So the two keys move back and forth quite easily, and rarely startles the listener to do so. Listen to Justin Timberlake’s “Mirrors” for another example of a song that moves from minor to relative major between the verse and chorus.

But there are other ways to move from minor to major. Try this:

  1. Build the chord list for C major: C Dm Em F G Am Bdim
  2. Now create a chord progression that focuses on the ii-chord (Dm) as a kind of tonic. This will work well as a verse progression (Example: Dm  Am7  G  Dm  Am7  G |F  Am  Dm  C/E  F  G) [LISTEN]
  3. Now using the same list of seven chords, create a progression that focuses on the I-chord as a tonic. This will pair up well as a chorus (Example: C  F  G  C  F  G  Am  Em  F  C  Dm  F  G) [LISTEN]

As you can see, in this kind of plan, it’s fine to use major chords in a primarily minor progression, and vice versa. That’s why you’ll see G, F and so on, in your verse progression, and Am and Em in your chorus.

The end of the chorus example (G) will move well into another verse progression: Dm Am7… etc.

You get the same kind of benefits by focusing on the ii-chord for the verse as you would if you focused on the more common vi-chord relative minor: mainly that same brightening effect as you move from verse to chorus.

You can also try using the iii-chord as your tonal focus, with something like this for a verse:  Em  F  Dm  Em, etc.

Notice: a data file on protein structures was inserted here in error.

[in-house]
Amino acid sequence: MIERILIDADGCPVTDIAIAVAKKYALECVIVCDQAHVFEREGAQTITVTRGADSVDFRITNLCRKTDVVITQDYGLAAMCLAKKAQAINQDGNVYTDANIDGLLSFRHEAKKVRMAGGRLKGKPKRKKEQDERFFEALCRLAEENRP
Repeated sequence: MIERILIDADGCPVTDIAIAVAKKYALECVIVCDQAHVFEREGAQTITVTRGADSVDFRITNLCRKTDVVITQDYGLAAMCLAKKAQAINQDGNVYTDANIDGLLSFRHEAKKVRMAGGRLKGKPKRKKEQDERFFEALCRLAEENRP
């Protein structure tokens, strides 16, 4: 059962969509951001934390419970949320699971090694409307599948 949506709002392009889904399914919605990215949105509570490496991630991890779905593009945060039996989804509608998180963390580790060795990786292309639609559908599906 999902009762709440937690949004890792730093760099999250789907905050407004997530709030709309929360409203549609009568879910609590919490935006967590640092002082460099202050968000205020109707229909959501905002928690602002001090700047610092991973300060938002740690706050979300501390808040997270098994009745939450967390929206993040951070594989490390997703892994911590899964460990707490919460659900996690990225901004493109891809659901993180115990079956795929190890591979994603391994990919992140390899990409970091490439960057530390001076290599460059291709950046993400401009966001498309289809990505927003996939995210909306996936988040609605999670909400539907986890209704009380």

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Gary EwerWritten by Gary Ewer. Follow on Twitter.

“The Essential Secrets of Songwriting” 6-eBook Bundle looks at songwriting from every angle, and has been used by thousands of songwriters. How to use chords, write melodies, and craft winning lyrics. $95.70 $37.00 (and you’ll receive a FREE copy of “From Amateur to Ace: Writing Songs Like a Pro.“)

Deliberately Sounding Like Your Songwriting Hero

Always afraid you’re copying other songwriters? Why not try it as a songwriting technique?

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Singer-SongwriterBack when I was a composition student, my favourite composers were Maurice Ravel and Charles Ives. Many are familiar with Ravel’s music, with Bolero probably being his most popular piece. You may not have ever encountered the amazing music of American Charles Ives, but I found his compositions beyond incredible, decades ahead of his time. His “The Unanswered Question” was composed in 1906, only a little more than a decade after the death of Tchaikovsky, but their music sounds a century apart.